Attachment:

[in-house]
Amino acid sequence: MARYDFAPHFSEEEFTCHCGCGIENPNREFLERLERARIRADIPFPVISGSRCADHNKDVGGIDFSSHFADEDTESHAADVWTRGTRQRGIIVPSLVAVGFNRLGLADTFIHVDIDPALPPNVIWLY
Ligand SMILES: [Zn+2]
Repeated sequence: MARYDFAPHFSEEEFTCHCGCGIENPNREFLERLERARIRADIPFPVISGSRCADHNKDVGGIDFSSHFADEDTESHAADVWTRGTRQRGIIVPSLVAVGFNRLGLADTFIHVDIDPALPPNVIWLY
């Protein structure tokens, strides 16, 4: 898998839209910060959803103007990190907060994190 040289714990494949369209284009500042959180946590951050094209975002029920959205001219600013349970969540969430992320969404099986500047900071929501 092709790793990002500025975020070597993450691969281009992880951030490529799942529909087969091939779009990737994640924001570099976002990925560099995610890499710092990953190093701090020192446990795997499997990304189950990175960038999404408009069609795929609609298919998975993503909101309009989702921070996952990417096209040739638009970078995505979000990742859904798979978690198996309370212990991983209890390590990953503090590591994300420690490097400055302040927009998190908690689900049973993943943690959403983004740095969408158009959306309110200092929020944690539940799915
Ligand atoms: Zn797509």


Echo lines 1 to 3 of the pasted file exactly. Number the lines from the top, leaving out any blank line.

[in-house]
Amino acid sequence: MARYDFAPHFSEEEFTCHCGCGIENPNREFLERLERARIRADIPFPVISGSRCADHNKDVGGIDFSSHFADEDTESHAADVWTRGTRQRGIIVPSLVAVGFNRLGLADTFIHVDIDPALPPNVIWLY
Ligand SMILES: [Zn+2]